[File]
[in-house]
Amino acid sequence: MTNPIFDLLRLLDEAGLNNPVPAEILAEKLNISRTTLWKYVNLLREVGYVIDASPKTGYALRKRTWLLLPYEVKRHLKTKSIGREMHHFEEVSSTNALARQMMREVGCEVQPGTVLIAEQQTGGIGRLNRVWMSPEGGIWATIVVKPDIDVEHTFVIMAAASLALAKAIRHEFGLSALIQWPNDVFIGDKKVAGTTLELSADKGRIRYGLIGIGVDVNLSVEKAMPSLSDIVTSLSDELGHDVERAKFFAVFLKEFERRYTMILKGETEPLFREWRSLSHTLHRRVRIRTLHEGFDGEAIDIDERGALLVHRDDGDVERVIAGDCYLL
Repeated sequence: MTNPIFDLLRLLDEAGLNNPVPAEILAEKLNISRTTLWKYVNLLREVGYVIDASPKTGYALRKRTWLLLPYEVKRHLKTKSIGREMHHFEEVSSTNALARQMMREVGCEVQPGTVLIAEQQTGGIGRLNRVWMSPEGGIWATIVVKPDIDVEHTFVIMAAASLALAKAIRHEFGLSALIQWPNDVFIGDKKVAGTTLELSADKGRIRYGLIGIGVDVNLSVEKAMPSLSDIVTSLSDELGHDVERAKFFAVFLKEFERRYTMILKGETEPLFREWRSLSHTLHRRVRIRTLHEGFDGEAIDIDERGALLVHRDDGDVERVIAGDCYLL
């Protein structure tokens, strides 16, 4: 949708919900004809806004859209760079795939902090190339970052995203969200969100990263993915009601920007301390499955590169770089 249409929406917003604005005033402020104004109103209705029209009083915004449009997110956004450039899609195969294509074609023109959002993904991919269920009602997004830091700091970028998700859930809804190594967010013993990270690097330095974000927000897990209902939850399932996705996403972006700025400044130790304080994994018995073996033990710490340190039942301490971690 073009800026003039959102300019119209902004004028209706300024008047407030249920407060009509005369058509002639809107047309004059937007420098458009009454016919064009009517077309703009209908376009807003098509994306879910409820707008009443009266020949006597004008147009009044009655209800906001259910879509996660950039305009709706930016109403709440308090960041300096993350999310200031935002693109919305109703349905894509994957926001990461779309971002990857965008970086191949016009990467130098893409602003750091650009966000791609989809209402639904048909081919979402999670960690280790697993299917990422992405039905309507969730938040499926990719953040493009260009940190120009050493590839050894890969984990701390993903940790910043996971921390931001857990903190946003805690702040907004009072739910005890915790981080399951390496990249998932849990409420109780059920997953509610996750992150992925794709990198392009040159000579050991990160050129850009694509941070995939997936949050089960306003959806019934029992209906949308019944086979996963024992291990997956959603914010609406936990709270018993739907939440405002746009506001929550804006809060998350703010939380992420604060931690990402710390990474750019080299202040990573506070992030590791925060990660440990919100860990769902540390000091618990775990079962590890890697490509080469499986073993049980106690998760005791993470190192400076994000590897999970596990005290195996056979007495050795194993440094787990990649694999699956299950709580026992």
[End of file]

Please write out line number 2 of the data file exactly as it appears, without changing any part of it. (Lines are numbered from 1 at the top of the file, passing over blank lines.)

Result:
Amino acid sequence: MTNPIFDLLRLLDEAGLNNPVPAEILAEKLNISRTTLWKYVNLLREVGYVIDASPKTGYALRKRTWLLLPYEVKRHLKTKSIGREMHHFEEVSSTNALARQMMREVGCEVQPGTVLIAEQQTGGIGRLNRVWMSPEGGIWATIVVKPDIDVEHTFVIMAAASLALAKAIRHEFGLSALIQWPNDVFIGDKKVAGTTLELSADKGRIRYGLIGIGVDVNLSVEKAMPSLSDIVTSLSDELGHDVERAKFFAVFLKEFERRYTMILKGETEPLFREWRSLSHTLHRRVRIRTLHEGFDGEAIDIDERGALLVHRDDGDVERVIAGDCYLL